Some of the film’s most breath-taking visuals come in the form of macro shots which show the slow spread of a fungus’ root network, or mycelium, enveloping everything within its microscopic environment. These psychedelic scenes of roots fanning out to expand their infrastructure seem to visually rhyme with the lengthy shots Neumann adds of busy motor highways and a mesh of pedestrians walking in every direction. As I watched this masterful and meandering documentary, McCoy’s assertion that we are a species of fungi, however outlandish it might initially sound, only seemed to grow more and more valid, and spread like a mycelium in my head.
Eventually (2021) dir. Rikke Nørgaard
Another bold debut, Rikke Nørgaard’s Eventually is best described as a cathartic couples therapy session packaged up in a highly experimental film form. A young couple in a messy relationship sit down in a cinema and play each other reconstructed episodes from their romantic history, which they themselves have each directed from memory. The end result is a highly unique and beautiful film that sensitively deals with modern romance.
As well as the couple seeing the ‘finished product’ of the filmed scenarios, Malik and Laura also get a glimpse behind the scenes and view their partner (for lack of a better word) on set, giving directions. As they help to explain the context of the relationship to the actors in each episode, which range from their idyllic first meeting to bust-ups over herpes, Malik and Laura can often be seen getting physically upset as they watch appects of their four year relationship play out in front of them. As they press for more details on how best to play a scene, the actors, who are intentionally cast because they identify with the character they play, begin to take on a strange role akin to a counsellor, helping their director to work through the pain of their ambiguous relationship and comforting them during the scenes which are difficult to watch.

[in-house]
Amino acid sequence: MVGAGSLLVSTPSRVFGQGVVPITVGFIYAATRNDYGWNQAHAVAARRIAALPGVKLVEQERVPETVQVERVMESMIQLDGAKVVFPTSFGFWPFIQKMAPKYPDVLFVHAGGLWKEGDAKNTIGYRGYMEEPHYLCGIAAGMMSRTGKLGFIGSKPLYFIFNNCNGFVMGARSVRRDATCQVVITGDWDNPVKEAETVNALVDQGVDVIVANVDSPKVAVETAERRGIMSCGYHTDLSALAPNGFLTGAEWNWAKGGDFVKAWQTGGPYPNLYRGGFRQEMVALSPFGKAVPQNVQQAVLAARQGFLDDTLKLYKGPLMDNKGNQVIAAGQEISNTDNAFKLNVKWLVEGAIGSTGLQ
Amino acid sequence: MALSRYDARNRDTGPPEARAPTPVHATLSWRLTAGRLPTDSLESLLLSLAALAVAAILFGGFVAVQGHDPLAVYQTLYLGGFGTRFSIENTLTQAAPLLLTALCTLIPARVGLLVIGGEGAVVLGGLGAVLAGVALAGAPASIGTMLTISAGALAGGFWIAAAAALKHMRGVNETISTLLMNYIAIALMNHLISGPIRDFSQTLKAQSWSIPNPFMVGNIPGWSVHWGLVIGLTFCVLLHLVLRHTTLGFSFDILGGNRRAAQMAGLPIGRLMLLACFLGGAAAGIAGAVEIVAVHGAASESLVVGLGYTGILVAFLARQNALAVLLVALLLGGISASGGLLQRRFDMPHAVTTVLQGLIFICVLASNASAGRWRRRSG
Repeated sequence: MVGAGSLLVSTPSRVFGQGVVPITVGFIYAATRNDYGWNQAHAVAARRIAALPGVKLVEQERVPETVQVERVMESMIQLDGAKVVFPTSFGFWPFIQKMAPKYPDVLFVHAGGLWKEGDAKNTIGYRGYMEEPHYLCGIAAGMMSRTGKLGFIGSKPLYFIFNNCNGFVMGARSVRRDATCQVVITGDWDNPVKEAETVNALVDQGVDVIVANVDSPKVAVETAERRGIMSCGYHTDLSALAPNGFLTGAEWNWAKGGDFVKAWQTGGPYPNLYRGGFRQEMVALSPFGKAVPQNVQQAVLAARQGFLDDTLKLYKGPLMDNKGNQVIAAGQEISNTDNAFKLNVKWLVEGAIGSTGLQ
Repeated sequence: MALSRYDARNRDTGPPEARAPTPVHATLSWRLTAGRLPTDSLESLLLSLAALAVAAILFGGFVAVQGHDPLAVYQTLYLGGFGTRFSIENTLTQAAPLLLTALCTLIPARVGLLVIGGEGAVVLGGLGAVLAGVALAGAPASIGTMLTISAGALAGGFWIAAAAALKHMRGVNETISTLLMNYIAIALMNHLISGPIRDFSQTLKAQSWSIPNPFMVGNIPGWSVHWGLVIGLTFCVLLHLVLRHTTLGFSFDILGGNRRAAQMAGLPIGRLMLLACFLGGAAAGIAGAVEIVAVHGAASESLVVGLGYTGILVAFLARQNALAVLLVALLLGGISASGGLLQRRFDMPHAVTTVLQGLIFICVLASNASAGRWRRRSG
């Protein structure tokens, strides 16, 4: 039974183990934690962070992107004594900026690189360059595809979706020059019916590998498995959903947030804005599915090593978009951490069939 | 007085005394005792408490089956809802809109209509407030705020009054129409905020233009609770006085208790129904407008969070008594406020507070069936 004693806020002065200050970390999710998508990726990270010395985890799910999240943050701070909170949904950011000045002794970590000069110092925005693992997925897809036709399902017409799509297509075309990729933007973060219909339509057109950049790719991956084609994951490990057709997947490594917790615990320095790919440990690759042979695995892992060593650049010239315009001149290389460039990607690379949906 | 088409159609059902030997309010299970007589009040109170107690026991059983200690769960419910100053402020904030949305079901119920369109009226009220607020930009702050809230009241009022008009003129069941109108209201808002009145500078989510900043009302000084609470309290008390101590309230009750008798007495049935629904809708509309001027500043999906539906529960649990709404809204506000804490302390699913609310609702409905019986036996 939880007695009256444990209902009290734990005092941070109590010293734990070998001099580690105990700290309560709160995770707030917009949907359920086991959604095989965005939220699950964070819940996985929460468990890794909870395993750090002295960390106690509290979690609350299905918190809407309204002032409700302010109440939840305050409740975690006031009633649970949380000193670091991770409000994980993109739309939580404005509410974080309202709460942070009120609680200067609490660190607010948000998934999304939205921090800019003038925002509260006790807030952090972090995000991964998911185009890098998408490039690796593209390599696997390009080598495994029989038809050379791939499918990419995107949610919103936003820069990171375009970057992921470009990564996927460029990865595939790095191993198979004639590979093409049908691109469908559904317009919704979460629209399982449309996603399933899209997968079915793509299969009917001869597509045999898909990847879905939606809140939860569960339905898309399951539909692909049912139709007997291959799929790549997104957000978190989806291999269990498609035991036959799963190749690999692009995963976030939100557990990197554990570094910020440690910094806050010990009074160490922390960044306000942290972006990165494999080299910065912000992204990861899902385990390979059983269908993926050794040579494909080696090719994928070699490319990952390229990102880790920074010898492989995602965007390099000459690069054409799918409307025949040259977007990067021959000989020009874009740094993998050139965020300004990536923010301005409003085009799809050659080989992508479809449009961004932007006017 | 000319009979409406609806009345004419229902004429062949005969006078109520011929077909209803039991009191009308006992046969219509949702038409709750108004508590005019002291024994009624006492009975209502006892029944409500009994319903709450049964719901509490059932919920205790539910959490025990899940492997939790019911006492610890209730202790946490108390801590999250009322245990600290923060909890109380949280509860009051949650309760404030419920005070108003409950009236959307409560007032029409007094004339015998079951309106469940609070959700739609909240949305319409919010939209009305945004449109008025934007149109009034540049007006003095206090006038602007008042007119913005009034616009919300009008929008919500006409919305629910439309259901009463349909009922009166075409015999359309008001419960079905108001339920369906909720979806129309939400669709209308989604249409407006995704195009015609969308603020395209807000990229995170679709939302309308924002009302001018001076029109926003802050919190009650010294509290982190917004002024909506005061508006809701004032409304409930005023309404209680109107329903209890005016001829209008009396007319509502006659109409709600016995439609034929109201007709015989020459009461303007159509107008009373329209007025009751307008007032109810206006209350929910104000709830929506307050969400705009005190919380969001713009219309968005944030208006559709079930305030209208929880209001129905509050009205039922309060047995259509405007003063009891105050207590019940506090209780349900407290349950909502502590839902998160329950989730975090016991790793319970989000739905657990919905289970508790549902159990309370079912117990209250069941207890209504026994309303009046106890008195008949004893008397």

Some of the most interesting moments of Eventually come when we view the same scenario twice, from each of the couples’ points of view. In one scene, Laura turns up to a party with Malik’s friend group, which obviously irritates him. In Malik’s interpretation, the actor-couple play through a standoffish exchange he remembers from that night where Laura acts coldly towards him. In Laura’s version, her clearest memory is Malik saying goodbye to everyone at the party except her, then immediately sending her a text to disingenuously apologise for not saying bye. There truly are two sides to every story!
At the end of each reenactment, the house lights of the cinema turn on and the pair have some time to talk about what they’ve just viewed and explain how they feel after watching a scene. The duo’s bravery in sharing such intimate details is absolutely commendable - it’s unlike any other documentary I can think of, mainly for its sheer honesty and untapped access to the most personal aspects of its subjects’ love life.
As well as being an innovative retelling of Malik and Laura’s years spent on-and-off, Eventually also reminds us that, sadly, reality has far fewer moments of conclusive resolution than we see in the cinematic world. As you watch the reconstructed snapshots of their love life, you could easily be duped into thinking that Eventually is heading for a happy ending with the couple skipping off into the sunset. But documentaries are not rom-coms and, as we all know, things are never as simple as they might seem in the movies.
Alex Elder is a writer, DJ and 'content farmer' covering the venn-diagram of tech, art & cultural theory.